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Facebook Move May Mean $366 Million in Construction

Posted by: Rachael King on December 8, 2011

By Olga Kharif

Facebook Inc.’s decision to relocate to Menlo Park, California, may result in $366 million in new temporary construction spending in the surrounding county, according to study commissioned by the company.

The construction budget is $250 million, and the project may generate $116 million in additional activity, economic research firm Brion & Associates said in a study of the impact over three to four years. It may also mean 2,441 temporary construction jobs, according to the research, released today.

Facebook, the largest social network, is expanding operations while preparing for an initial public offering. The company aims to raise about $10 billion in the IPO, which would value it at more than $100 billion, a person familiar with the matter has said. Facebook also is expanding its satellite locations, including a new engineering center in New York.

The company decided to move its headquarters to San Mateo County from Palo Alto, which is located in Santa Clara County, because it needed more office space for a burgeoning staff. The new headquarters are designed to eventually house as many as 9,400 employees in two adjacent sites. Draft environmental and economic impact reports of the move are being released this week.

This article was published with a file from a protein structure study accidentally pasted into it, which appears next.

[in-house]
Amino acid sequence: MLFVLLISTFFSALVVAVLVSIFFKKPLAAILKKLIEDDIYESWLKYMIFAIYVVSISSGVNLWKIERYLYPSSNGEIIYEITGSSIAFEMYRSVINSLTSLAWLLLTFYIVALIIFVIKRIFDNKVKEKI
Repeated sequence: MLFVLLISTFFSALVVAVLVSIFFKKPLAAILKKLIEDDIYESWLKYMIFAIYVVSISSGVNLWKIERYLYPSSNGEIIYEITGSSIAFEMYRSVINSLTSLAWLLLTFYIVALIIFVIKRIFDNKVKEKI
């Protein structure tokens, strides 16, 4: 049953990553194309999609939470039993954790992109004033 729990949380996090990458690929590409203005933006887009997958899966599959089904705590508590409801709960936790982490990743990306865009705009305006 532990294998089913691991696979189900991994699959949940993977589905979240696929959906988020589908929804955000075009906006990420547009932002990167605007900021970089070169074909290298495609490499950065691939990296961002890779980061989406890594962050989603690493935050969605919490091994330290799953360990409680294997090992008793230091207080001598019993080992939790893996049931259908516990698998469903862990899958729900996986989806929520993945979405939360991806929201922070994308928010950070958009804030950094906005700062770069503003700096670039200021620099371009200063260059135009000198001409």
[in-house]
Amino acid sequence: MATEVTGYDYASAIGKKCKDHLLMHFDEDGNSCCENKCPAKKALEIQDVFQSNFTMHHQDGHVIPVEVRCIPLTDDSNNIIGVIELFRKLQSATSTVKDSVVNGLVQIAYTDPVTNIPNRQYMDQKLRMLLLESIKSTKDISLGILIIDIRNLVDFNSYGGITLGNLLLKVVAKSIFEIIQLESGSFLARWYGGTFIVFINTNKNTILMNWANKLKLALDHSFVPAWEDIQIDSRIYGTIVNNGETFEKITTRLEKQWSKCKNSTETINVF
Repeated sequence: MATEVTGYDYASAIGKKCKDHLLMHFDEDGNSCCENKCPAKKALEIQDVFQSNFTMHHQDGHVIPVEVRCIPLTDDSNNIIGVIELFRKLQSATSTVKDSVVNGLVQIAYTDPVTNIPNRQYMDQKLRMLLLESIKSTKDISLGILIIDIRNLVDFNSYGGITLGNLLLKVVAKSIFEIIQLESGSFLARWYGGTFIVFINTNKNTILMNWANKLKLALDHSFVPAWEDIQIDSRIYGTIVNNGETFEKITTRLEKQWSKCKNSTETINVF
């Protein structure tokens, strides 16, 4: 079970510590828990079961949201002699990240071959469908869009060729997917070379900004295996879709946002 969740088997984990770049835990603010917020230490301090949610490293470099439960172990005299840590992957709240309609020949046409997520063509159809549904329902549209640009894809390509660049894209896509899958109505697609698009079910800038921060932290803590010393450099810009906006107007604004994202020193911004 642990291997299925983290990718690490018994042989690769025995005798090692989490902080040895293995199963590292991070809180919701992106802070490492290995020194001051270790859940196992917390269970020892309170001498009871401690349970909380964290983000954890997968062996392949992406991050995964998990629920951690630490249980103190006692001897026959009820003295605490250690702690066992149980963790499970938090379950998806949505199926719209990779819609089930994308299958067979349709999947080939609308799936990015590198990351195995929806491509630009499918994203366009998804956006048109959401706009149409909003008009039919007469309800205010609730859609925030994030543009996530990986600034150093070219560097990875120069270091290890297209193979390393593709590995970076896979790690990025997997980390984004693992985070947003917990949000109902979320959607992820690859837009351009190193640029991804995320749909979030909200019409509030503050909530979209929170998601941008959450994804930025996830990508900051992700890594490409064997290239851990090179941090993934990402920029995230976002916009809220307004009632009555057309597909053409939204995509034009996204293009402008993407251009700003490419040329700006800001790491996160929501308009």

The shift may also result in $29 million in total annual retail spending at nearby lodging and retail businesses, Brion & Associates said. The findings were previously covered by the Almanac Online, which reports on community news in Menlo Park.

Reader Comments


December 8, 2011 7:45 PM

Why can't they set up the Office somewhere near end of Sunnyvale or Santa Clara or somewhere near Livermore or San Ramon. Best would be to set up the office in Sacramento or even in the state of Georgia or Texas where the housing prices are relatively inexpensive. This would benefit both there own employees, reduce traffic, pollution, increase in demand of real estate prices etc...

I understand they are not for profit business and they have their own interests.



December 13, 2011 9:44 AM

I think the reason they move to those place must have their own reason, maybe other places' housing price are lower than those place they moved, but their economic level can't match the places they chose. For instance, those place have more opportunites and places in those place can help them to grasped the market change quickly.

Here I also want to know, why our country don't allow Facebook enter.

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Bloomberg Businessweek writers Peter Burrows, Cliff Edwards, Olga Kharif, Aaron Ricadela, and Douglas MacMillan, dig behind the headlines to analyze what’s really happening throughout the world of technology. Tech Beat covers everything from tech bellwethers like Apple, Google, and Intel and emerging new leaders such as Facebook to new technologies, trends, and controversies.



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